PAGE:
- Budget deficit set to narrow, no major tax increases planned
- Economic growth forecast for 2016 cut by almost half to 0.9%
South African Finance Minister Pravin Gordhan pledged to cut the civil service and increase wealth taxes to help bring down the budget deficit and stave off a credit rating downgrade to junk, yet disappointed investors looking for bolder action.
Gordhan, 66, faced a difficult balancing act in his first budget since being reinstalled to the job in December, as he sought to buoy an economy set to grow at the slowest pace since a 2009 recession without increasing the debt burden. While he pledged to narrow the fiscal gap to 2.4 percent of gross domestic product in three years from the current 3.9 percent, that fell short of expectations of bigger tax increases and sales of state-owned companies.
The rand plunged against the dollar, euro and pound, sliding as much as 2.9 percent versus the U.S. currency, the most since Jan. 11. The yield on the benchmark 10-year bond climbed 20 basis points to a three-week high.
“It’s a lot of talk and rhetoric, but the changes to the numbers that are necessary to bring about what he promises are all in the outer years and based on very optimistic assumptions,” George Herman, head of South African investments at Citadel Investment Services, said by phone from Cape Town. “The markets don’t like this.”
South Africa is at risk of losing its investment-grade credit rating as economic growth slows and debt climbs. Standard & Poor’s has a negative outlook on its BBB- rating, which is one level above junk.
“The negative outlook is there,” Konrad Reuss, managing director for Africa at the ratings company, said at the Bloomberg Africa Business and Economic Summit in Cape Town. “It’s not going to go away. That is mainly because we are worried about growth in the economy and how the National Treasury and others in government can manage in a prolonged period of low growth.”
Gross debt will rise to more than 50 percent of GDP for the first time in at least 25 years, according to the Treasury. Debt has almost doubled since President Jacob Zuma came to power in 2009, when the economy was facing recession and market turmoil linked to the global financial crisis.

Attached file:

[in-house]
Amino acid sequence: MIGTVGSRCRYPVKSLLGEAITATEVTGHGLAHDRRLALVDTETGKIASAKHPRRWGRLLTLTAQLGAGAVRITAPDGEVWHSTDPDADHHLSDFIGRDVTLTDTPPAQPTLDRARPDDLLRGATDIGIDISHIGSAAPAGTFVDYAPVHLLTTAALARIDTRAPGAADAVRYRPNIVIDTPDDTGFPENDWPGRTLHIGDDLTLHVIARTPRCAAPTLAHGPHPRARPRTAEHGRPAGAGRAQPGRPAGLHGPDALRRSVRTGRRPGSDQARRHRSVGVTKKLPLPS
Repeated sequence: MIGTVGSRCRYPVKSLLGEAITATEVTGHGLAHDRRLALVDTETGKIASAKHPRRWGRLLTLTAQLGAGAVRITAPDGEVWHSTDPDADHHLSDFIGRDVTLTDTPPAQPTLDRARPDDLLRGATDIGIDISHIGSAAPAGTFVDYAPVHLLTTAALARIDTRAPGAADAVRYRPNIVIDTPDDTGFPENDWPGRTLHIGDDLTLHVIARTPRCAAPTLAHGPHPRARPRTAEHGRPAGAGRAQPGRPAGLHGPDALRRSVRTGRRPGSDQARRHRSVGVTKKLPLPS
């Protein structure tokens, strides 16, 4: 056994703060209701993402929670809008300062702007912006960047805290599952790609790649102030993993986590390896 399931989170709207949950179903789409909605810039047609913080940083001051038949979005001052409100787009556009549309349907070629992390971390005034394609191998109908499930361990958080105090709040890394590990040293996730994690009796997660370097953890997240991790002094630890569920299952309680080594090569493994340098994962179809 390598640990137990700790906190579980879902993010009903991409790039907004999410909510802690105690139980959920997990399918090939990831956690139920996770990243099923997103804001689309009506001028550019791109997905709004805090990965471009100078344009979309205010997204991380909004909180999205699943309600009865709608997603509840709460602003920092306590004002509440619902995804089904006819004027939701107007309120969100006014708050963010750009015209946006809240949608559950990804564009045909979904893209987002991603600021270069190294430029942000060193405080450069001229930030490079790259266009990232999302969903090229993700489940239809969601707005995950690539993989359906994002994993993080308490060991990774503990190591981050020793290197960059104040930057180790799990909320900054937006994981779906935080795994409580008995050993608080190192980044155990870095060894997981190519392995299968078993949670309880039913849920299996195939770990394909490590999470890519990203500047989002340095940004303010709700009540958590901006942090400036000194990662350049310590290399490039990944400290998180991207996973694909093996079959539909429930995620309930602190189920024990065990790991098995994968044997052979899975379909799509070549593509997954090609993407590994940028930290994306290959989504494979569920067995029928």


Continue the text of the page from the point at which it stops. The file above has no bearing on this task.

The government will miss this year’s tax-revenue target, widening the budget shortfall to 3.9 percent from the 3.8 percent forecast in October. The deficit will narrow to 3.2 percent in the fiscal year beginning April 1, better than the 3.5 percent median estimate of 21 economists surveyed by Bloomberg.
The budget “is focused on fiscal consolidation,” said Gordhan, who cushioned low-income earners from tax increases while cutting spending targets. “We cannot spend money we do not have. We cannot borrow beyond our ability to repay. Until we can ignite growth and generate more revenue, we have to be tough on ourselves.”
Gordhan is seeking to restore policy credibility after Zuma sent the rand and bonds reeling when he unexpectedly fired Nhlanhla Nene as finance minister in December and replaced him with a little-known lawmaker, David van Rooyen. The market fallout and lobbying by business leaders led Zuma to backtrack on his decision four days later and reappoint Gordhan to a position he had held from 2009 until 2014.
Zuma and Gordhan have since held four meetings with business leaders to discuss what can be done to rebuild the country’s reputation.
“The minister did a solid job in very difficult circumstances,” Mike Brown, the chief executive of Nedbank Ltd., the nation’s fourth-biggest bank, said by phone. “From a ratings point of view, this is one step in a process and the review panels will base their decisions on the outcomes rather than one speech.”
While the minister didn’t mention the risk of a credit-rating downgrade in his speech, the National Treasury said in the Budget Review that under a best-case scenario, a cut to junk may cause interest rates to spike in the short-term and the rand to weaken further.
“In a less-favorable scenario, it could trigger a sharp reversal of capital flows and precipitate a recession,” which would require severe fiscal austerity measures, it said.
Gordhan raised taxes on capital gains and property sales to help boost revenue, while pledging to curb the civil service by eliminating non-essential jobs. He avoided lifting the value-added tax rate, which the National Treasury estimates could raise as much as 20 billion rand ($1.3 billion) in revenue if it was increased by 1 percentage point from 14 percent.
“Market expectations were a lot higher for a more austere budget,” Mike Schussler, chief economist at Johannesburg-based research group Economists.co.za, said by phone. “Will they really be able to curtail the wage bill? That’s the key question.”
The Treasury lowered its economic growth forecast for this year by almost half to 0.9 percent as weak global demand and the worst drought in more than a century curbs output.
Gordhan did a good job under very difficult circumstances, said Maria Ramos, the chief executive officer of Barclays Africa Group Ltd. and a former head of the National Treasury.
“It is a courageous budget,” she said. “The minister put together a budget that focused on getting expenditure under control while still spending on things that matter.”